The first shot of Megan Fox, provocatively bent over a motorcycle and exposing more leg than a bucket of KFC drumsticks, speaks volumes of how Bay regards his leading lady and what level of expertise she brings – or is allowed to bring – to the production. Fox is the sex object, a sort of 3D centrefold imaged in front of frequently cataclysmic backgrounds – all of ‘em money shots; read into that however you will – and the majority of scenes with Fox in it resemble soft, soft porn. The scenes with robots pulverising each other resemble porn – some kind of weird intergalactic porn anyway – gone horribly awry. I won’t go any further into the script’s eerie undertones of racism and misogyny; I won’t talk about the scene in which the African American man is encouraged to earn enough bread to buy back this front teeth; this sort of finger-pointing has been extensively covered online and feels kind of pointless, almost feeding the fires – like sitting down for a chat about political correctness with Borat. Whichever way the cookie crumbles, he aint gonna listen.
And neither, of course, will Michael Bay. I’ve been harsh to MB, and it’s not the first time, but for a director who famously describes his cinematic techniques as “f*cking the frame” – and went on time and time again to prove exactly what he means – he’s gotten off lightly in the scheme of things. Down side is, it’s not just the frame that gets f-ed, as any reasonably enlightened audience member will discover. Bay has accrued so many scathing reviews over the years – this one is but a drop in an ocean; nay, a desert of them – that none (even in bulk supply) now matter, if they ever did.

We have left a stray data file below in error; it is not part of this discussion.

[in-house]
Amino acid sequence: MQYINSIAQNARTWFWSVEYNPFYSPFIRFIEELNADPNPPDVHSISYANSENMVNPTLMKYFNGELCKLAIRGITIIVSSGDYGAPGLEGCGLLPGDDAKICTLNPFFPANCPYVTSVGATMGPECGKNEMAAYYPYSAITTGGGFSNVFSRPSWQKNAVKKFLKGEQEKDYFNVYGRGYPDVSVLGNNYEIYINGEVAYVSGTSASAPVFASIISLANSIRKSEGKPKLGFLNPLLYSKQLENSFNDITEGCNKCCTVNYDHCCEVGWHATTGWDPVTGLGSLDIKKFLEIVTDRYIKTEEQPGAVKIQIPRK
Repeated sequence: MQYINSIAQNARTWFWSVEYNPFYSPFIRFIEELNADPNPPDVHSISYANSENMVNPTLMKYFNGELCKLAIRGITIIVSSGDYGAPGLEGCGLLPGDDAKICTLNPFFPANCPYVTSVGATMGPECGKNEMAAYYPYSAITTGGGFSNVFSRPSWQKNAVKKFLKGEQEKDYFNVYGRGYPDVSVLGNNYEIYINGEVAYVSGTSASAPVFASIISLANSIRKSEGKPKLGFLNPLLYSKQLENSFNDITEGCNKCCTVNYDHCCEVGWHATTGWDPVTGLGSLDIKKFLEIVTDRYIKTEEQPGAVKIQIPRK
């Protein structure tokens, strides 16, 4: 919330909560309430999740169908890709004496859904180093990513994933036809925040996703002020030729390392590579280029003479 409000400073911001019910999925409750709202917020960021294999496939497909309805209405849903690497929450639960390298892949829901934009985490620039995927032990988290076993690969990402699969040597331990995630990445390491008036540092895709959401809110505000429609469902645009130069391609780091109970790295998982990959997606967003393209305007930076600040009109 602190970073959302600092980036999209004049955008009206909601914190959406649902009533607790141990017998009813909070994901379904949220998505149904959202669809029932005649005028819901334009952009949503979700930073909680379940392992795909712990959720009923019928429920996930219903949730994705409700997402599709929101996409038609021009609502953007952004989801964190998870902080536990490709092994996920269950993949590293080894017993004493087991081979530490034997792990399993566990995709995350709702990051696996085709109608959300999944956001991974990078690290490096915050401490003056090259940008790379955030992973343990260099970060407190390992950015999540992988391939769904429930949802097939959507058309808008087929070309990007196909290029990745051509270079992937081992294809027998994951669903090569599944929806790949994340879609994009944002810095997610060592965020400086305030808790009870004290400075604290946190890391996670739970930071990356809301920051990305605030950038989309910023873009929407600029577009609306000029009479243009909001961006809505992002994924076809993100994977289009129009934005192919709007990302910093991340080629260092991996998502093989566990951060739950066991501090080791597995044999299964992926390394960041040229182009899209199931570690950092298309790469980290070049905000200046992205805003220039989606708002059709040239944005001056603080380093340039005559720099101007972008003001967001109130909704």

The bald truth about Michael Bay is the man has talent – or at least once did – because it takes an awful lot of it to direct a movie as good as his second feature, The Rock (1996), which ranks up there with the best big budget American action flicks of the 90s. It’s one of those anomalies of history: logic and common sense says Bay shouldn’t have directed it, but there ya go. The Rock is an example of blockbuster moviemaking at its best: a rollickingly entertaining dose of adrenaline shot straight into the arm of wide-eyed audiences, with some scant off cuts of food for thought thrown in to boot. But Transformers 2 – in the other corner of the ring, weighing about 800 gazillion pounds – epitomises blockbuster moviemaking at its very worst: relentlessly dull, shamelessly dumb, embarrassingly hammy, and badly misjudged, with even the token comic relief one liners falling flat as pancakes. If nothing else this movie is big, BIG, B-I-G, and a spectacular reminder that more does not equal better.
I feel sorry for the frame, but that awful man Michael Bay has already done up his fly and is moving on to his next round of fetishistic furore. Paramount and Dreamworks recently announced that Transformers 3 is currently slated for a July 2011 release. God help us. ‘Us’ being the operative word, ‘cuz it’s much too late for Michael.
Transformers: Revenge of the Fallen Australian theatrical release date: June 25, 2009